In the sermon and the articles this week, we’ve done a lot of deconstruction of the purity model. But I want to share a historical example of how Christians changed the world by subverting the purity model. By getting dirty, by getting exposed, the early Christian church transformed an empire.

In his 1997 book, the Rise of Christianity, Rodney Stark tries to unpack the reasons for the undeniable historical fact that from the death of Christ to 300 AD, Christians grew from a tiny cult of fewer than 1000 in 40 AD in Jerusalem to over 5 million – over 10% of the Roman population. Stark is a Mormon (I believe) but isn’t interested in spiritual reasons for this growth. He tries to look only at historical and sociological reasons for the growth. In other words, observable facts that might help to explain this dramatic change in society. He doesn’t deny material factors, but he wants to see what social science can teach us.

The book is fantastic in exploring the way the Christians acted and spoke and how it drew people in and transformed them. He talks about the role of women and slaves, the role of belief in the afterlife and social cohesion in a chaotic time.

But the chapter that I found most interesting was chapter four – “Epidemics, Networks, and Conversion”. In it, he talks about the various epidemics of plague that swept through Roman Empire. In 165AD and 251 AD, two plages devastated cities and social networks. Death rates from 7% to over 50% were estimated. These plagues were socially and psychically devastating, killing a significant percentage of the community. Communities were shattered and individuals couldn’t make sense of the world in light of it.

Christian preachers like Cyprian and Dionysius helped people make sense of death and loss and reminded them of the hope of the resurrection. But they also urged Christians to keep showing love and charity no matter what. This is what made the difference. The Christian community rallied to care for people in the face of death and disease, while pagan family members fled for safety when the first signs of contagious disease appeared.

Galen, the most famous physician in Rome during the reign of Marcus Aurelius had no ability to heal the sick and so he fled the cities and rode out the disaster in his wealthy country home. A few centuries before, Thucydides recorded what happened to the sick when they were left behind in a plague; people “died with no one to look after them; indeed there were many houses in which all the inhabitants perished through lack of any attention.”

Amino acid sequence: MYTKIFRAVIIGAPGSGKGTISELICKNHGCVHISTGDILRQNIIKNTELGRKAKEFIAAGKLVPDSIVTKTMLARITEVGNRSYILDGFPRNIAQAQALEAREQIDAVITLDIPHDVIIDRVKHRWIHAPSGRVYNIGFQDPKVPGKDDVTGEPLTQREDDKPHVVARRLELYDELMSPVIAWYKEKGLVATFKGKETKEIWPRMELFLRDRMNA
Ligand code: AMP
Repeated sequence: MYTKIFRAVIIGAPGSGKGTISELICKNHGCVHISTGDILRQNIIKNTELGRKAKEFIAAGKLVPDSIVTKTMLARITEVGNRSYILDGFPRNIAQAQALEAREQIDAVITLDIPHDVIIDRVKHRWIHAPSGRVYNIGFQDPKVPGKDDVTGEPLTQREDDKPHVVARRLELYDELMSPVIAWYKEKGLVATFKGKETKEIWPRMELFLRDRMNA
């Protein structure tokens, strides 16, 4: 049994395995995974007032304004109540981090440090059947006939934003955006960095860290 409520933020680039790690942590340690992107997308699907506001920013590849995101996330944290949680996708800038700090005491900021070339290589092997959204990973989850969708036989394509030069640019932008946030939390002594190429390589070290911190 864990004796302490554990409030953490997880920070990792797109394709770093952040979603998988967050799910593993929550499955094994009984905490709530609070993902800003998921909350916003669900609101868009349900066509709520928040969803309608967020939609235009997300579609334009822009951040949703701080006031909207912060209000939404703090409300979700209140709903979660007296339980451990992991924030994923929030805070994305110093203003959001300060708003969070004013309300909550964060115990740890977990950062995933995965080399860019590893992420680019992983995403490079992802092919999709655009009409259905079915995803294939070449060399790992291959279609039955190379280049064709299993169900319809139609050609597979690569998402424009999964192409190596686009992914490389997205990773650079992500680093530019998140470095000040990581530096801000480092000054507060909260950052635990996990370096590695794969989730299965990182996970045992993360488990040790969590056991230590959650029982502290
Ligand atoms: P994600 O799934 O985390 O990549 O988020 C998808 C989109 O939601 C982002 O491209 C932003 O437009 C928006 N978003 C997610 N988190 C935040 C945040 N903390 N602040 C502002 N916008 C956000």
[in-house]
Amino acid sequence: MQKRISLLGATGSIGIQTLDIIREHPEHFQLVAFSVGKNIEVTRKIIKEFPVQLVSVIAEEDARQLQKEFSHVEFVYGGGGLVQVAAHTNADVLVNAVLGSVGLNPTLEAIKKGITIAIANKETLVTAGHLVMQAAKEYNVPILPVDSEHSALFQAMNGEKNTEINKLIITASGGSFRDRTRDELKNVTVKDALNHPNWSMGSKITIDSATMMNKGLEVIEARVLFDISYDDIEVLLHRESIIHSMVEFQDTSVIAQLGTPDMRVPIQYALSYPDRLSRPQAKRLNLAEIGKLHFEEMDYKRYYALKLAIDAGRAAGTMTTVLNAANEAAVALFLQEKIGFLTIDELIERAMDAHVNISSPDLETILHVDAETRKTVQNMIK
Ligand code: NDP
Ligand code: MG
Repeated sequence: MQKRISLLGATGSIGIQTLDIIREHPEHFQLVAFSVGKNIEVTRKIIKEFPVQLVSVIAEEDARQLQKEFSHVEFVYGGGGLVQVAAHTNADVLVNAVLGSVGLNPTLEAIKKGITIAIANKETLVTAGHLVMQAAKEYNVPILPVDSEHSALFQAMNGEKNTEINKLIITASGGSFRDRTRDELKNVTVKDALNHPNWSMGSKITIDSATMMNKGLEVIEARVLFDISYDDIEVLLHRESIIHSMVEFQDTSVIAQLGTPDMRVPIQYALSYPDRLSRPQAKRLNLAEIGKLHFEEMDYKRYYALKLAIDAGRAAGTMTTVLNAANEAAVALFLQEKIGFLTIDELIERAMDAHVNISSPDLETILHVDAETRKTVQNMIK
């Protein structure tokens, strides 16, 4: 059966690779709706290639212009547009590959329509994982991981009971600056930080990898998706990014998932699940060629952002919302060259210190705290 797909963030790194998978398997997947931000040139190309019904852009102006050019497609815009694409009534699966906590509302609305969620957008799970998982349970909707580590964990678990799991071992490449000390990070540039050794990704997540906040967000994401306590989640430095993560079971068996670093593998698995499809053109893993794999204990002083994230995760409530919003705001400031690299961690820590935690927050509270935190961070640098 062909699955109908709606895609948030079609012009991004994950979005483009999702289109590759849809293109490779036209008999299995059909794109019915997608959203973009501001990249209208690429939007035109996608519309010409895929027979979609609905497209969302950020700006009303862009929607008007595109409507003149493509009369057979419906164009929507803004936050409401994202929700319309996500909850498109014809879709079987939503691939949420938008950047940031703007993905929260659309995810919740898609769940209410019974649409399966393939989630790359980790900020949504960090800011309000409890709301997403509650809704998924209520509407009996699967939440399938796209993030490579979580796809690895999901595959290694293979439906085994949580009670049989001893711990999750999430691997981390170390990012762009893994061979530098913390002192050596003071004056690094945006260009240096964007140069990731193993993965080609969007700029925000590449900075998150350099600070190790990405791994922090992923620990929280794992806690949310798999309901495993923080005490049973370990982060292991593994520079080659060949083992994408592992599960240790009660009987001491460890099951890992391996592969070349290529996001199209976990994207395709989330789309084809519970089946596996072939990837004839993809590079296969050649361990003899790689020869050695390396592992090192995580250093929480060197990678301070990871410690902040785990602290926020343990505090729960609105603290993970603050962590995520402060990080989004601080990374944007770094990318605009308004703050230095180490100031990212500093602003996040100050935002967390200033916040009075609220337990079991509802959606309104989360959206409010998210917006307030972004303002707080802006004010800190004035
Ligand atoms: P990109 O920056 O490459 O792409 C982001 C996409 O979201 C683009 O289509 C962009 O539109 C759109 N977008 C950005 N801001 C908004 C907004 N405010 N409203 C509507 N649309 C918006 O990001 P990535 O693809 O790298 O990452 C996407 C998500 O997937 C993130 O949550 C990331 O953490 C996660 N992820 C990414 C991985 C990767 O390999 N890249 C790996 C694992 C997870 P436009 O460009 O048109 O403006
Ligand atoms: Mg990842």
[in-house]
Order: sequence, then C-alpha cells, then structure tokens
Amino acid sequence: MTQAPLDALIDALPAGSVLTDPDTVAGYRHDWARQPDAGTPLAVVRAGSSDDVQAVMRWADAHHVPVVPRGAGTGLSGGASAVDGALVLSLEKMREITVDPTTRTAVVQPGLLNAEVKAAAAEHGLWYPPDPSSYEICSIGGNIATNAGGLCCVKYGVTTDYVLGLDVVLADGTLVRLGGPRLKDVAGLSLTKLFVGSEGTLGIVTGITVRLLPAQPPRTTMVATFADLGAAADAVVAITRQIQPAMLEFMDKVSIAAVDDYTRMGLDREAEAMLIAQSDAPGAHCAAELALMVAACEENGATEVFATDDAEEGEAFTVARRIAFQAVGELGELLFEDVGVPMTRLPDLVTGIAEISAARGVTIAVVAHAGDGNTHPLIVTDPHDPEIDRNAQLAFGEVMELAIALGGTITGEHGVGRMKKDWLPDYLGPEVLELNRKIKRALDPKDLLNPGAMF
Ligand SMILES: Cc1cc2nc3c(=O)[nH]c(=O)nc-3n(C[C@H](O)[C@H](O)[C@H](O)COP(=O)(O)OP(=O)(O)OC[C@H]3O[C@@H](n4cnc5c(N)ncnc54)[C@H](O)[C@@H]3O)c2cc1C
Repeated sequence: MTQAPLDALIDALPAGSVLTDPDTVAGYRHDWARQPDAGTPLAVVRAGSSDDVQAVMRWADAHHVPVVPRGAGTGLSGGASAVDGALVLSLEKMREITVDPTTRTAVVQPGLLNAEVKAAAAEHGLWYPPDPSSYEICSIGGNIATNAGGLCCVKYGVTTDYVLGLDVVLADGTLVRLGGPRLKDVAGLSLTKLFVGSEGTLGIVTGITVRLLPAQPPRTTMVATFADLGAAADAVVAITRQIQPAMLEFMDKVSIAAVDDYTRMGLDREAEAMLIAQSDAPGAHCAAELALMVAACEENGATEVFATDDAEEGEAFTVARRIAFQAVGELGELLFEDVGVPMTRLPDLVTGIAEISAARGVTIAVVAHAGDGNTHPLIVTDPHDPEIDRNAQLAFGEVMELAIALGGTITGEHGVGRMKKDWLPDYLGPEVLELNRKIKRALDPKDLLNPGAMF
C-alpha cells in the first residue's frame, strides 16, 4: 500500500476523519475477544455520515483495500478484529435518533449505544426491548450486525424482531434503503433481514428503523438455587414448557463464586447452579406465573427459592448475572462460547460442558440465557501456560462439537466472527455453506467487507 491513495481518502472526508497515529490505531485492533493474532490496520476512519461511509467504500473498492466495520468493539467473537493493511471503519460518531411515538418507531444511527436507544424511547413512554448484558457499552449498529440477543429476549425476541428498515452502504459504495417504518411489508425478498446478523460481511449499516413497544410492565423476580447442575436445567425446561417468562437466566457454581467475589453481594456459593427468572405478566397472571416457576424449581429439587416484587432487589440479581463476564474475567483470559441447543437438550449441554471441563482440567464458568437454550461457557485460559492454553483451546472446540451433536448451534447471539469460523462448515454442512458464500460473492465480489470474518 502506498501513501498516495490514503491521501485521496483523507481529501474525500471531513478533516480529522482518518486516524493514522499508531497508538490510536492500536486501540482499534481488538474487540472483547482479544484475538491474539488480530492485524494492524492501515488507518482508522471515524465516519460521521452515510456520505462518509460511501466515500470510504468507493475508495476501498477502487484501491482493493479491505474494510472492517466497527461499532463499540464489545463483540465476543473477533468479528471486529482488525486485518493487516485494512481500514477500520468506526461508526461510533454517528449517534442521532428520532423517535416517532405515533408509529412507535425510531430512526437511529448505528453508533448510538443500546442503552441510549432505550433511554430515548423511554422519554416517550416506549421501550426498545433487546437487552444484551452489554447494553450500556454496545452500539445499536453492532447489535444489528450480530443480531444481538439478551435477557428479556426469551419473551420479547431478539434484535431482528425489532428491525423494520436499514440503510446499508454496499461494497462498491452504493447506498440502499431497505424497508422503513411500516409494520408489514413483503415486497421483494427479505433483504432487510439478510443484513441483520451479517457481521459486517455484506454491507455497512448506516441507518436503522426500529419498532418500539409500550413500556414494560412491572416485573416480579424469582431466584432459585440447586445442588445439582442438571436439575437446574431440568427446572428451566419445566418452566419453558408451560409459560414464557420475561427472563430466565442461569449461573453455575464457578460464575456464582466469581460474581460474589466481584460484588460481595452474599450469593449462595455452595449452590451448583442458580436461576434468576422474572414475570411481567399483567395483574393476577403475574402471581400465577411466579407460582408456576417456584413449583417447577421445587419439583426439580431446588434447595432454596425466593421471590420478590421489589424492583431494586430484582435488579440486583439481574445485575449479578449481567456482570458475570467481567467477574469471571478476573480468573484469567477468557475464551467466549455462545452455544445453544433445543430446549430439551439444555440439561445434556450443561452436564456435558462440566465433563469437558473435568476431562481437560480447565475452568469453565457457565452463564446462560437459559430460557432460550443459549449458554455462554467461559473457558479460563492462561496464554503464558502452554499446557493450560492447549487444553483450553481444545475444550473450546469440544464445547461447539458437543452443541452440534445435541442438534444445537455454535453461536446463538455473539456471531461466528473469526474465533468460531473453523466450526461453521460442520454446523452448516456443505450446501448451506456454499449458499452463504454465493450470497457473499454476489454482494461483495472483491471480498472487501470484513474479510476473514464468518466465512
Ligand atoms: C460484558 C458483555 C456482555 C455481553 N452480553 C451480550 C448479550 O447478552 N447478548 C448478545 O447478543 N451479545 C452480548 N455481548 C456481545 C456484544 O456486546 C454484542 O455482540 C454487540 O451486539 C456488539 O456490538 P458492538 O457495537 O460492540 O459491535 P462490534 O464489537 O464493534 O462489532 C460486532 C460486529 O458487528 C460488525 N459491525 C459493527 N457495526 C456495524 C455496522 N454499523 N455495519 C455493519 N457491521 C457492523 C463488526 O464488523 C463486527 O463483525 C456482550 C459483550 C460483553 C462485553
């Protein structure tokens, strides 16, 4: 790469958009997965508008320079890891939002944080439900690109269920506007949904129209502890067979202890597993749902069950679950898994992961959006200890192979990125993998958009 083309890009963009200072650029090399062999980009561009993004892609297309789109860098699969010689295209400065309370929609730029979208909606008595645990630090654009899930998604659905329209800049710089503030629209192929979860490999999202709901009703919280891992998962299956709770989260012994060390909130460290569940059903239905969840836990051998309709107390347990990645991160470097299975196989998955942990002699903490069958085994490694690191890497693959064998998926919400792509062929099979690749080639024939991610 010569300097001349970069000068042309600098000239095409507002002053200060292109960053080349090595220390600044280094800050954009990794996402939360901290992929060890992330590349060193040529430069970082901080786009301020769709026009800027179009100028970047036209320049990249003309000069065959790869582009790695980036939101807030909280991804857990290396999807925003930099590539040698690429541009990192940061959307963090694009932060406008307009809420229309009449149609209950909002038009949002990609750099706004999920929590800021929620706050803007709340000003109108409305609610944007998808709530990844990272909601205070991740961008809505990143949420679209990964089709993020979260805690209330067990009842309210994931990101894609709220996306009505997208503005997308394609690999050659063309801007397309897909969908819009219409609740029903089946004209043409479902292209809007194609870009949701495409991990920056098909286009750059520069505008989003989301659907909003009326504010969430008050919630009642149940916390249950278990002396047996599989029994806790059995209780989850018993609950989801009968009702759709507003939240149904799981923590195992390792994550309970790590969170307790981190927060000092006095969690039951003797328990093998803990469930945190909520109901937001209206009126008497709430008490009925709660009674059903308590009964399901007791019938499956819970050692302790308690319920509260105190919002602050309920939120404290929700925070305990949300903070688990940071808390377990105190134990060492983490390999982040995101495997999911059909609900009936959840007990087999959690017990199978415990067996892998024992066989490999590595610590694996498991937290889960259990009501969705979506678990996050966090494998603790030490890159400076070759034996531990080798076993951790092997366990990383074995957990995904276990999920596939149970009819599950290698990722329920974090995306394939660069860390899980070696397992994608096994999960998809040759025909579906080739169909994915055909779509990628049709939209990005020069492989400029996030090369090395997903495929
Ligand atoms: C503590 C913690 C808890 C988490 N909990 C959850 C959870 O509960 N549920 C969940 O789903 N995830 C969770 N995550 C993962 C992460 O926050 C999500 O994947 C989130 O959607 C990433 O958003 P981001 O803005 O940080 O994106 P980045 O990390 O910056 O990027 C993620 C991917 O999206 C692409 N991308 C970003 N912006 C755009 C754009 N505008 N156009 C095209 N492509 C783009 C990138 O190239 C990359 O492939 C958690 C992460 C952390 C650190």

Christians did not react in the same way. They crossed two purity boundaries – caring for the diseased in their own families, and caring for sick strangers and enemies left behind. Dionysius, an early bishop, wrote the following in an Easter letter;

“Most of our brother Christians showed unbounded love and loyalty, never sparing themselves and thinking only of one another. Heedless of danger, they took charge of the sick, attending to their every need and ministering to them in Christ, and with them departed this life serenely happy; for they were infected by others with the disease, drawing on themselves the sickness of their neighbors and cheerfully accepting their pains. Many, in nursing and curing others, transferred their death to themselves and died in their stead…. The best of brothers lost their lives in this manner, a number of presbyters, deacons, and laymen winning height commendation so that death in this form, the result of great piety and strong faith, seems in every way the equal of martyrdom.”

A century later, the pagan Emperor Julian wrote to the high (pagan) priest of Galatia;

“that the recent Christian growth was caused by their ‘moral character, even if pretended,’ and by their ‘benevolence toward strangers and care for the graves of the dead.’” In a letter to another priest he wrote, “The impious Galileans (Christians) support not only their poor, but ours as well, every one can see that our people lack aid from us.” These observations caused Julian to launch a campaign to institute pagan charities “but for all that he urged pagan priest to match…Christian practices, there was little or no response because there were no doctrinal bases or traditional practices for them to build upon.

Did this mean that early Christians died of the plague, maybe at a higher rate than others? Almost certainly. But they saved more. And they rebuilt the communities with those who survived.

This was not strange for the Christians. After all, they were only following Jesus who said that ‘who visits the sick, in my name’ will surely not lose their reward (Matthew 25).

What will be said about us, the Christians who face different crises in our cities and country today?